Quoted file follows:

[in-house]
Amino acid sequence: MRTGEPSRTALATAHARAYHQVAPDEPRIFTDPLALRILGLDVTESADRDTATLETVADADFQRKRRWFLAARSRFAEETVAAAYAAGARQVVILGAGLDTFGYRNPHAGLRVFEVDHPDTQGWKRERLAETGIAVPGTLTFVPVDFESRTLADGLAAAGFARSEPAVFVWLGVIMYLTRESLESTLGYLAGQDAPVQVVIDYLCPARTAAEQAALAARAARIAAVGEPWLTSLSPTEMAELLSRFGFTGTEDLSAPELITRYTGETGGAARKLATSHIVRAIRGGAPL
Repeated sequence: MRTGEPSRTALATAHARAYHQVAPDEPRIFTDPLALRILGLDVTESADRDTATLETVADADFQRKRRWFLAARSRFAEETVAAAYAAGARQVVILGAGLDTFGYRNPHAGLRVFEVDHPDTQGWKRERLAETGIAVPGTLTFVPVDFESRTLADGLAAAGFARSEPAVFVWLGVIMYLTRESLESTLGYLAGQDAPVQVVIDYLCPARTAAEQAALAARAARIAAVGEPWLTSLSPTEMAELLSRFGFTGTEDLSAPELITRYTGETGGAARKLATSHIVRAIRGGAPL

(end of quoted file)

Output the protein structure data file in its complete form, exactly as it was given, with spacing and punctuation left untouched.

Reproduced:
[in-house]
Amino acid sequence: MRTGEPSRTALATAHARAYHQVAPDEPRIFTDPLALRILGLDVTESADRDTATLETVADADFQRKRRWFLAARSRFAEETVAAAYAAGARQVVILGAGLDTFGYRNPHAGLRVFEVDHPDTQGWKRERLAETGIAVPGTLTFVPVDFESRTLADGLAAAGFARSEPAVFVWLGVIMYLTRESLESTLGYLAGQDAPVQVVIDYLCPARTAAEQAALAARAARIAAVGEPWLTSLSPTEMAELLSRFGFTGTEDLSAPELITRYTGETGGAARKLATSHIVRAIRGGAPL
Repeated sequence: MRTGEPSRTALATAHARAYHQVAPDEPRIFTDPLALRILGLDVTESADRDTATLETVADADFQRKRRWFLAARSRFAEETVAAAYAAGARQVVILGAGLDTFGYRNPHAGLRVFEVDHPDTQGWKRERLAETGIAVPGTLTFVPVDFESRTLADGLAAAGFARSEPAVFVWLGVIMYLTRESLESTLGYLAGQDAPVQVVIDYLCPARTAAEQAALAARAARIAAVGEPWLTSLSPTEMAELLSRFGFTGTEDLSAPELITRYTGETGGAARKLATSHIVRAIRGGAPL